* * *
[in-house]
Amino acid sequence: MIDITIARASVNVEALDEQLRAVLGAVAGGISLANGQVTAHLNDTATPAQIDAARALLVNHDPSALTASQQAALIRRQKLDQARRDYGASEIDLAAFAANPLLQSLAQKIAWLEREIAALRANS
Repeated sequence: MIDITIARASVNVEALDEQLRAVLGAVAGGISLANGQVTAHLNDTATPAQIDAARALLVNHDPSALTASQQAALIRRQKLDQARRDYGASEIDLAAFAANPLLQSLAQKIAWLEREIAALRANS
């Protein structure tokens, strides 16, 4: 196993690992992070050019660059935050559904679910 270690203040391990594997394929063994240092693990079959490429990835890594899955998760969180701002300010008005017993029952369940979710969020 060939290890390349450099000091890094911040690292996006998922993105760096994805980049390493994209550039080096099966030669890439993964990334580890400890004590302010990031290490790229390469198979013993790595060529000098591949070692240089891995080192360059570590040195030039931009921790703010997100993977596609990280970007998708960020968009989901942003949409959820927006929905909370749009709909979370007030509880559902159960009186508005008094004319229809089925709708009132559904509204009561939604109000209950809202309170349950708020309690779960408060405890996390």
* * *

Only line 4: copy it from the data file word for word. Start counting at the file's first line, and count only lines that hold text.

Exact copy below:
């Protein structure tokens, strides 16, 4: 196993690992992070050019660059935050559904679910 270690203040391990594997394929063994240092693990079959490429990835890594899955998760969180701002300010008005017993029952369940979710969020 060939290890390349450099000091890094911040690292996006998922993105760096994805980049390493994209550039080096099966030669890439993964990334580890400890004590302010990031290490790229390469198979013993790595060529000098591949070692240089891995080192360059570590040195030039931009921790703010997100993977596609990280970007998708960020968009989901942003949409959820927006929905909370749009709909979370007030509880559902159960009186508005008094004319229809089925709708009132559904509204009561939604109000209950809202309170349950708020309690779960408060405890996390």